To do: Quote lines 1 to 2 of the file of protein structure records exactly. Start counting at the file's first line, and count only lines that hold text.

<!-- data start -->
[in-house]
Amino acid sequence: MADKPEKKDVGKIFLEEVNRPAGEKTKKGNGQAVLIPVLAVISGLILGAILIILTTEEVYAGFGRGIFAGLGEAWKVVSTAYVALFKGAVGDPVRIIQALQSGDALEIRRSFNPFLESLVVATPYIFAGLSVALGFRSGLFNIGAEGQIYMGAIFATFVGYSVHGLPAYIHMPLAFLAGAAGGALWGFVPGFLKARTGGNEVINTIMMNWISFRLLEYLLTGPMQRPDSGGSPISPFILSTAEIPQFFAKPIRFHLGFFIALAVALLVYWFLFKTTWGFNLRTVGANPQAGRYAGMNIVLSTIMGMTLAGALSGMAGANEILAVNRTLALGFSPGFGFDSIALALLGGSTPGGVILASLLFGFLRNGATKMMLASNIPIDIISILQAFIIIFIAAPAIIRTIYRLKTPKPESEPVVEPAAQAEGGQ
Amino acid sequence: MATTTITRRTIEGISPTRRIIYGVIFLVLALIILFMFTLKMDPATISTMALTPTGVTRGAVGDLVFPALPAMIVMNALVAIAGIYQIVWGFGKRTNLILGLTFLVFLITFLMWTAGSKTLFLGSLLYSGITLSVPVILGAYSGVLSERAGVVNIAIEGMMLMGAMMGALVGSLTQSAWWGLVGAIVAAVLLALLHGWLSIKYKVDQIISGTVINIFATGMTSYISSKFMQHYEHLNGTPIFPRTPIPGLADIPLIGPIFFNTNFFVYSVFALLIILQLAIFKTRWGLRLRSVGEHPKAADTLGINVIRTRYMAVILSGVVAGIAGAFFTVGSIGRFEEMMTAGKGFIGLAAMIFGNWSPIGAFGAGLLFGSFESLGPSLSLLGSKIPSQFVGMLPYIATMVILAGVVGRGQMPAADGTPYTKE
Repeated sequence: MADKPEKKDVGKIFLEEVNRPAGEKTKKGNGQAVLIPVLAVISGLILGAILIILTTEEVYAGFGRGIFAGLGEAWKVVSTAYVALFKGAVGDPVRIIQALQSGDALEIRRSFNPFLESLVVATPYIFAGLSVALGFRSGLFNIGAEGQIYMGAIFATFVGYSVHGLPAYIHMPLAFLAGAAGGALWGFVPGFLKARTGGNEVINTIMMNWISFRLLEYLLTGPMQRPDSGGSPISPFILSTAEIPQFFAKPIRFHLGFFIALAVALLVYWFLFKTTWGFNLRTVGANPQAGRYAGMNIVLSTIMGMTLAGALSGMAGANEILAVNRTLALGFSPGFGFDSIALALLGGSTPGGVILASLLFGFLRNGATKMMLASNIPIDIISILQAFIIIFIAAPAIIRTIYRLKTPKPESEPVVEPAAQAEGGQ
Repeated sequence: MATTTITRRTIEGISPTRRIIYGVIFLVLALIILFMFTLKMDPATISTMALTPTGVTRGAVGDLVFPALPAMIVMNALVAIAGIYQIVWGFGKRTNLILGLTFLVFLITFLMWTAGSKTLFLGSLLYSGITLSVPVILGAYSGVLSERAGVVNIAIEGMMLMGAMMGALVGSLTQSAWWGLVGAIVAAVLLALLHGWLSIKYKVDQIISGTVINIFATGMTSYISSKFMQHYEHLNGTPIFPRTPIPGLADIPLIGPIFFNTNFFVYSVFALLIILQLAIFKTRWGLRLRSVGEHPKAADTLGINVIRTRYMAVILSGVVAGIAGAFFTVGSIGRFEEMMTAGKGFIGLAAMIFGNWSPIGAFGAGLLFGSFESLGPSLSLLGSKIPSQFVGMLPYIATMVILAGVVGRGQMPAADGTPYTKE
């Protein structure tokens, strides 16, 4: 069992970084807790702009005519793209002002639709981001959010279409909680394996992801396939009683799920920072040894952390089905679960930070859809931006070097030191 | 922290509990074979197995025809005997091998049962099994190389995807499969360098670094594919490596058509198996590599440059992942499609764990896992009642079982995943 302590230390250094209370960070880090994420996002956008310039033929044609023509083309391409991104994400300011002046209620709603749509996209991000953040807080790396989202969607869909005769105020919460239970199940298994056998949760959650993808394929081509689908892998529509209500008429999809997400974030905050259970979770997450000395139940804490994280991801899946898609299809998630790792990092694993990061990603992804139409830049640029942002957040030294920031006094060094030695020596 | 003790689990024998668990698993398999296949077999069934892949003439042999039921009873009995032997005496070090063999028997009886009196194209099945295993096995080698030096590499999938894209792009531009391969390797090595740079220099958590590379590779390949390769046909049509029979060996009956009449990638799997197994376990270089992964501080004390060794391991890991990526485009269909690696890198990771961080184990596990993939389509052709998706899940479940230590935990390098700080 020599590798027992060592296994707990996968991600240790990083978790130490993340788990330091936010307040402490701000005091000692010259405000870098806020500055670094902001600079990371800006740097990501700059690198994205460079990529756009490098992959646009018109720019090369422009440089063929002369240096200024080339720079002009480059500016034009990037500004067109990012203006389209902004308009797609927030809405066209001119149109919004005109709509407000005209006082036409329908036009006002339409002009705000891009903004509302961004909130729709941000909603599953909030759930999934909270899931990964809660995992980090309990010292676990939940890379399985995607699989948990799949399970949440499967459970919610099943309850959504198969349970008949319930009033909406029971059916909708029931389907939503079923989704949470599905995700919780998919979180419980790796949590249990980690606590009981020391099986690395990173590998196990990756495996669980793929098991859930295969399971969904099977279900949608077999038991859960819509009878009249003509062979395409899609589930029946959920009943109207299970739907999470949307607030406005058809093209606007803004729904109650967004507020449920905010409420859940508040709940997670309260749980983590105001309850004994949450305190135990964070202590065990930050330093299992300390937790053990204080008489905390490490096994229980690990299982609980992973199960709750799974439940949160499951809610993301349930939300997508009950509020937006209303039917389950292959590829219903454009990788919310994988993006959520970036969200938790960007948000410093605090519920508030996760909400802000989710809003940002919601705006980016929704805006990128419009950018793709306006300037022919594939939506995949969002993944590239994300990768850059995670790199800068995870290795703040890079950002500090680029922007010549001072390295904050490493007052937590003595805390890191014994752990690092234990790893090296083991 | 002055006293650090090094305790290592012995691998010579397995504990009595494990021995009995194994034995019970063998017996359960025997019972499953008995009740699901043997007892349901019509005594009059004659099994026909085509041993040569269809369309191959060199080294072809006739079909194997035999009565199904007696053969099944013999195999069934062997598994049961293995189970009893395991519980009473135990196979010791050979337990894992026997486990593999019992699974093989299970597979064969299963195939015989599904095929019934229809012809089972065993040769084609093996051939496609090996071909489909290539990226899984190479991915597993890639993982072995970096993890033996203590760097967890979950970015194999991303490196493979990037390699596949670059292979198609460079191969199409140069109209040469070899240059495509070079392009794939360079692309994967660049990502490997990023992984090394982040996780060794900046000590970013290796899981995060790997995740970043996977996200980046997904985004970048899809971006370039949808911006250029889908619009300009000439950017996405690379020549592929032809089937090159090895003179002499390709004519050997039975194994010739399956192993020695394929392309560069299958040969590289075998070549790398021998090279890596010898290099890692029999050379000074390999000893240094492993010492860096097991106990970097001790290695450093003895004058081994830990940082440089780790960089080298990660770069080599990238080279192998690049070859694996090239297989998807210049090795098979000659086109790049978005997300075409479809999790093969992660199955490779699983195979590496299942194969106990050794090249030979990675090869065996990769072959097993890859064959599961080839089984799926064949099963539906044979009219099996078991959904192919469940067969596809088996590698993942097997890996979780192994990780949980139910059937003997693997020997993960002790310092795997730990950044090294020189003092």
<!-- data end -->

[in-house]
Amino acid sequence: MADKPEKKDVGKIFLEEVNRPAGEKTKKGNGQAVLIPVLAVISGLILGAILIILTTEEVYAGFGRGIFAGLGEAWKVVSTAYVALFKGAVGDPVRIIQALQSGDALEIRRSFNPFLESLVVATPYIFAGLSVALGFRSGLFNIGAEGQIYMGAIFATFVGYSVHGLPAYIHMPLAFLAGAAGGALWGFVPGFLKARTGGNEVINTIMMNWISFRLLEYLLTGPMQRPDSGGSPISPFILSTAEIPQFFAKPIRFHLGFFIALAVALLVYWFLFKTTWGFNLRTVGANPQAGRYAGMNIVLSTIMGMTLAGALSGMAGANEILAVNRTLALGFSPGFGFDSIALALLGGSTPGGVILASLLFGFLRNGATKMMLASNIPIDIISILQAFIIIFIAAPAIIRTIYRLKTPKPESEPVVEPAAQAEGGQ